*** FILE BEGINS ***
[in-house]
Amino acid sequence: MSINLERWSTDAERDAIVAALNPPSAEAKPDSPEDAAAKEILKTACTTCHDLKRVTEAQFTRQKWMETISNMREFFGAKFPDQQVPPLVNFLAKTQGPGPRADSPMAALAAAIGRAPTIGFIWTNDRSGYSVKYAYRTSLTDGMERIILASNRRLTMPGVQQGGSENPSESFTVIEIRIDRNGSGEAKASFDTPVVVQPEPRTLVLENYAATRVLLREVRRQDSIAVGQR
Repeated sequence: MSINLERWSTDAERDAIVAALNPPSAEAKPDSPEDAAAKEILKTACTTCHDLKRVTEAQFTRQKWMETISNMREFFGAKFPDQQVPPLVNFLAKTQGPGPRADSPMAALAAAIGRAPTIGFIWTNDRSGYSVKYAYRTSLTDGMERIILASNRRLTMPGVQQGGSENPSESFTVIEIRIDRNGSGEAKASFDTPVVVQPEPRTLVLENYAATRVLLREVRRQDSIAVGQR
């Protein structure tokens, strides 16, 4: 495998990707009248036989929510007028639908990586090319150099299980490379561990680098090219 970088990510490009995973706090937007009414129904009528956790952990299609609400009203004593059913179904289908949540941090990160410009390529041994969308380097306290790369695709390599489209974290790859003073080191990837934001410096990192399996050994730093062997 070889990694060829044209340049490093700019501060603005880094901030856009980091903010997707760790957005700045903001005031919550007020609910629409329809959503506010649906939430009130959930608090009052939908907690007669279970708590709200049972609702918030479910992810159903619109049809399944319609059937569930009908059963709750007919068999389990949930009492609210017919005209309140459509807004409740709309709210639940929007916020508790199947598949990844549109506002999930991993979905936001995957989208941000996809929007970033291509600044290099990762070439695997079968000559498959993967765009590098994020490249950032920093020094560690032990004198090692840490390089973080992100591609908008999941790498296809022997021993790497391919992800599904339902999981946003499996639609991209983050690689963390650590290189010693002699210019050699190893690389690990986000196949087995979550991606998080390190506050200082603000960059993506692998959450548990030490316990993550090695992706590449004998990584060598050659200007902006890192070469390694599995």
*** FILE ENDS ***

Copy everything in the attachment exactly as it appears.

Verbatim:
[in-house]
Amino acid sequence: MSINLERWSTDAERDAIVAALNPPSAEAKPDSPEDAAAKEILKTACTTCHDLKRVTEAQFTRQKWMETISNMREFFGAKFPDQQVPPLVNFLAKTQGPGPRADSPMAALAAAIGRAPTIGFIWTNDRSGYSVKYAYRTSLTDGMERIILASNRRLTMPGVQQGGSENPSESFTVIEIRIDRNGSGEAKASFDTPVVVQPEPRTLVLENYAATRVLLREVRRQDSIAVGQR
Repeated sequence: MSINLERWSTDAERDAIVAALNPPSAEAKPDSPEDAAAKEILKTACTTCHDLKRVTEAQFTRQKWMETISNMREFFGAKFPDQQVPPLVNFLAKTQGPGPRADSPMAALAAAIGRAPTIGFIWTNDRSGYSVKYAYRTSLTDGMERIILASNRRLTMPGVQQGGSENPSESFTVIEIRIDRNGSGEAKASFDTPVVVQPEPRTLVLENYAATRVLLREVRRQDSIAVGQR
């Protein structure tokens, strides 16, 4: 495998990707009248036989929510007028639908990586090319150099299980490379561990680098090219 970088990510490009995973706090937007009414129904009528956790952990299609609400009203004593059913179904289908949540941090990160410009390529041994969308380097306290790369695709390599489209974290790859003073080191990837934001410096990192399996050994730093062997 070889990694060829044209340049490093700019501060603005880094901030856009980091903010997707760790957005700045903001005031919550007020609910629409329809959503506010649906939430009130959930608090009052939908907690007669279970708590709200049972609702918030479910992810159903619109049809399944319609059937569930009908059963709750007919068999389990949930009492609210017919005209309140459509807004409740709309709210639940929007916020508790199947598949990844549109506002999930991993979905936001995957989208941000996809929007970033291509600044290099990762070439695997079968000559498959993967765009590098994020490249950032920093020094560690032990004198090692840490390089973080992100591609908008999941790498296809022997021993790497391919992800599904339902999981946003499996639609991209983050690689963390650590290189010693002699210019050699190893690389690990986000196949087995979550991606998080390190506050200082603000960059993506692998959450548990030490316990993550090695992706590449004998990584060598050659200007902006890192070469390694599995």